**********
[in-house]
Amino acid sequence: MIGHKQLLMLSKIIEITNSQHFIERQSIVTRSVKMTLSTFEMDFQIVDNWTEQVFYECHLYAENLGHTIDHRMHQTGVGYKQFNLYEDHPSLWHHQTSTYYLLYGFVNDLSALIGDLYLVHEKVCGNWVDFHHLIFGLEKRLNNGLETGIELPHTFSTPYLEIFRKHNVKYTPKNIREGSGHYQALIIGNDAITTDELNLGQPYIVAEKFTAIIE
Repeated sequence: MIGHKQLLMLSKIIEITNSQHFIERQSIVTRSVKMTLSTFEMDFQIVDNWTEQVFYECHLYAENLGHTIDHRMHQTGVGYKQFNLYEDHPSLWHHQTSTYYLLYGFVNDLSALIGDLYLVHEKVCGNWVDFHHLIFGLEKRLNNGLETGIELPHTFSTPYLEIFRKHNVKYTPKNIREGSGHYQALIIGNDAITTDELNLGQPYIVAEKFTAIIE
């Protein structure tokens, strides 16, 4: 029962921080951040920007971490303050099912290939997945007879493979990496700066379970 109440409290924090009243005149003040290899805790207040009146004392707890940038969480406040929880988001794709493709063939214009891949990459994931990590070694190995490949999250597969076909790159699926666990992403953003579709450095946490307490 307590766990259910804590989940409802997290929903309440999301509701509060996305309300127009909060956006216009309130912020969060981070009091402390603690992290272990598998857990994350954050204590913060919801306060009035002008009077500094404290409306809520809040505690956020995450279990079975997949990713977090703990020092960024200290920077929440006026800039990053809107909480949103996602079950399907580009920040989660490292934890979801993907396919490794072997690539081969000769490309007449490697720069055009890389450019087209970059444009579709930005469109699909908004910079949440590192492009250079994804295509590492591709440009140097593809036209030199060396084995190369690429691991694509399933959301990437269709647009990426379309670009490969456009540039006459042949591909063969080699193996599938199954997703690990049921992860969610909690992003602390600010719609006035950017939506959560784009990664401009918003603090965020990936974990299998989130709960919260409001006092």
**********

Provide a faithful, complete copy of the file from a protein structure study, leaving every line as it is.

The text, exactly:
[in-house]
Amino acid sequence: MIGHKQLLMLSKIIEITNSQHFIERQSIVTRSVKMTLSTFEMDFQIVDNWTEQVFYECHLYAENLGHTIDHRMHQTGVGYKQFNLYEDHPSLWHHQTSTYYLLYGFVNDLSALIGDLYLVHEKVCGNWVDFHHLIFGLEKRLNNGLETGIELPHTFSTPYLEIFRKHNVKYTPKNIREGSGHYQALIIGNDAITTDELNLGQPYIVAEKFTAIIE
Repeated sequence: MIGHKQLLMLSKIIEITNSQHFIERQSIVTRSVKMTLSTFEMDFQIVDNWTEQVFYECHLYAENLGHTIDHRMHQTGVGYKQFNLYEDHPSLWHHQTSTYYLLYGFVNDLSALIGDLYLVHEKVCGNWVDFHHLIFGLEKRLNNGLETGIELPHTFSTPYLEIFRKHNVKYTPKNIREGSGHYQALIIGNDAITTDELNLGQPYIVAEKFTAIIE
């Protein structure tokens, strides 16, 4: 029962921080951040920007971490303050099912290939997945007879493979990496700066379970 109440409290924090009243005149003040290899805790207040009146004392707890940038969480406040929880988001794709493709063939214009891949990459994931990590070694190995490949999250597969076909790159699926666990992403953003579709450095946490307490 307590766990259910804590989940409802997290929903309440999301509701509060996305309300127009909060956006216009309130912020969060981070009091402390603690992290272990598998857990994350954050204590913060919801306060009035002008009077500094404290409306809520809040505690956020995450279990079975997949990713977090703990020092960024200290920077929440006026800039990053809107909480949103996602079950399907580009920040989660490292934890979801993907396919490794072997690539081969000769490309007449490697720069055009890389450019087209970059444009579709930005469109699909908004910079949440590192492009250079994804295509590492591709440009140097593809036209030199060396084995190369690429691991694509399933959301990437269709647009990426379309670009490969456009540039006459042949591909063969080699193996599938199954997703690990049921992860969610909690992003602390600010719609006035950017939506959560784009990664401009918003603090965020990936974990299998989130709960919260409001006092």